To win the game, players must avoid falling into the trap of being either too pessimistic, or too optimistic, and absolutely at all costs must avoid becoming a lemming. They can do this through trial and error–which usually results in some costly mistakes–or by joining forces with a qualified portfolio manager to help them develop an effective strategy.

A competent manager will give the player an advantage by helping to focus on those elements essential for success. These include diversification, quality control, management strategy, and the discipline to follow the strategy.

Diversification is the most effective tool for any player to use in the investment game. It is important that investments are not only spread among different equity investments, but also among different asset classes (cash and fixed income). Once the initial diversification process has taken place, it is necessary to continually diversify and mitigate risk. Most pessimists, optimists, and lemmings neglect this action at some point in the game, allowing the well positioned strategic investor to ultimately gain the advantage and win the game.

Quality Control
Controlling the quality of investments within the portfolio is essential to winning the game. It does no good to have even the most diversified portfolio if all the investments within it cease to exist. Long term oriented investors are wise to focus only on investments with the most proven track records, and the best future growth potential. These select investments are difficult to find, but they do exist and they provide the best overall returns in both good and bad market conditions.

Management Strategy
Most pessimists, optimists, and lemmings use only reactive strategies. Their decisions are based upon what is happening in the market today with no thought about what has happened in the past, or what is likely to happen in the future. Reactive strategies alone simply follow short term trends and provide no true advantage over the long term.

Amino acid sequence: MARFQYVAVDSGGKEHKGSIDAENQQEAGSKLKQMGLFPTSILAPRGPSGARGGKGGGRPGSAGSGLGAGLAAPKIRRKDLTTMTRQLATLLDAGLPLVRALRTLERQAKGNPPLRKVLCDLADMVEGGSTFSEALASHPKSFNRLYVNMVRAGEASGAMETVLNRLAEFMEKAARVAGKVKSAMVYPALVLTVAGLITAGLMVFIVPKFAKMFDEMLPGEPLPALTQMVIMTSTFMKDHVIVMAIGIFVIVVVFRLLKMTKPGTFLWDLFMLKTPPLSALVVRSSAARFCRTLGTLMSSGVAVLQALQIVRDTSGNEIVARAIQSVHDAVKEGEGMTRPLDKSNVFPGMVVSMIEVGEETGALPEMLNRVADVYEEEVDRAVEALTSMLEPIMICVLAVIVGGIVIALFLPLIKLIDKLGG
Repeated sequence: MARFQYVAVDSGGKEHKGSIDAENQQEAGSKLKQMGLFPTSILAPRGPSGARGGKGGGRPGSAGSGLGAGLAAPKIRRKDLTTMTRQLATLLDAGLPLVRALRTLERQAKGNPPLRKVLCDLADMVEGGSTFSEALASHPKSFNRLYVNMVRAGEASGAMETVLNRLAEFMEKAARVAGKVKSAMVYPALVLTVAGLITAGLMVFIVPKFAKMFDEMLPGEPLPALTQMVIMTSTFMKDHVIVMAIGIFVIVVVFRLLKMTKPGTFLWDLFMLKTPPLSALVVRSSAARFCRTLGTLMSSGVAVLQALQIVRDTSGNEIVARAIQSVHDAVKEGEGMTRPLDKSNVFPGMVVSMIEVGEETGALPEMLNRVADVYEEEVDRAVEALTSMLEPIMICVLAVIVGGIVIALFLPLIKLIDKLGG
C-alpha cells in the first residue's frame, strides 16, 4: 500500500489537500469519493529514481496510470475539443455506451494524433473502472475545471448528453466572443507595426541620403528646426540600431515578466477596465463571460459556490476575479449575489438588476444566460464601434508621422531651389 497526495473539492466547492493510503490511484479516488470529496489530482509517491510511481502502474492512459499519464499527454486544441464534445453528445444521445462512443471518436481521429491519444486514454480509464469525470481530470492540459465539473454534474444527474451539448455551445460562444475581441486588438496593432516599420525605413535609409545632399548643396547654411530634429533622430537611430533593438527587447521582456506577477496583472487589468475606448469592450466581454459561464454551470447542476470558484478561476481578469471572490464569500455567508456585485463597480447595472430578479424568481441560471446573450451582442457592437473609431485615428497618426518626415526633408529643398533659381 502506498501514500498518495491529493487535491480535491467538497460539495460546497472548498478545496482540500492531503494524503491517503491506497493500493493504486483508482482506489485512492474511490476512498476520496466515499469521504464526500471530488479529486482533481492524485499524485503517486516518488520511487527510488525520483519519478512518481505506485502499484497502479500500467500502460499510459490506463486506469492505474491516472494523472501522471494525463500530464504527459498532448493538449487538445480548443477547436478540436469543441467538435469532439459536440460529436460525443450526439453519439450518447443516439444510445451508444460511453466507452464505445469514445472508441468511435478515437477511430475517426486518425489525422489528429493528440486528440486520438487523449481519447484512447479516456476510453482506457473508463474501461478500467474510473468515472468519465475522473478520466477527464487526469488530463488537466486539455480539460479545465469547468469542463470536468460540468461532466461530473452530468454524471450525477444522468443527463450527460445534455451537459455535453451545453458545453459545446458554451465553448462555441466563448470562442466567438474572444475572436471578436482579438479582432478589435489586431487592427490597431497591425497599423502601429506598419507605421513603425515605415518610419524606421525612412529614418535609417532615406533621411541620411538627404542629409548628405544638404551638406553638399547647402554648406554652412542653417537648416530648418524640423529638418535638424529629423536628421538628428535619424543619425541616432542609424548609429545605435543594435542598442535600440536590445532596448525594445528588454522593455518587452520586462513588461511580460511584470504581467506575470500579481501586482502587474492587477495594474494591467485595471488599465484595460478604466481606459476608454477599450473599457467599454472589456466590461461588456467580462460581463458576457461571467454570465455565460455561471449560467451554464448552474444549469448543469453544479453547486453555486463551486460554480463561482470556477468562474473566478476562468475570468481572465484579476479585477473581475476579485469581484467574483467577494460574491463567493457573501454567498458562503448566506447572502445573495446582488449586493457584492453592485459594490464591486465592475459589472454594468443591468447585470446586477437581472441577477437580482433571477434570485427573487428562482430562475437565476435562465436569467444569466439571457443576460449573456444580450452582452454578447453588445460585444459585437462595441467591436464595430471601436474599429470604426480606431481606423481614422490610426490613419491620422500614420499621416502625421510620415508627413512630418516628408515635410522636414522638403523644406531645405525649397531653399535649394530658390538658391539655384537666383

Instead, proactive strategies allow professional investors to take advantage of opportunities presented by the reacting player’s extreme actions. Because strategists have a longer time horizon, they are not forced to make quick and often severe decisions that may prove costly. Instead, strategists buy when the pessimists are selling, sell when the optimists are buying, and have fun watching the lemmings jump off the cliff.

A player may have the most diversified portfolio, own the finest quality investments, and use the best formulated strategy to manage the portfolio, but without the discipline needed to strictly follow the long term plan, any playing strategy becomes ineffective, and the player becomes a lemming. For this reason, having a professional portfolio manager to help keep you on course throughout the game can give you a significant advantage.

No matter how many similarities investing has with being a game, it is not. It is real life and involves real money. The best strategy that any investor can make is to be prudent, and this means seeking not only the best investments and strategies, but also the highest qualified advice to help determine individual goals and develop a disciplined strategy to meet those goals.

By making the strategic decision to use a tax-free haven, the offshore investor has already gained a significant advantage. However, there is a little bit of optimist, pessimist, and lemming in every investor. The role of a disciplined investment strategy, and a qualified advisor, is to protect investors from the little lemming that is just waiting to jump off the cliff. To those investors who are worried about losing, hire the most qualified advisors you can find to help you play like a winner and succeed.

David C. Knipe, CFA is the Chief Investment Officer of Temple Asset Management Ltd. He graduated from the University of Calgary with a Bachelors of Commerce degree, and has over eight years in investment management experience. Since being awarded the Chartered Financial Analyst designation, he has worked exclusively with offshore investors providing managed strategies that combine long-term growth and the preservation of wealth. David can be reached at (649) 946-5296 or at Visit our web page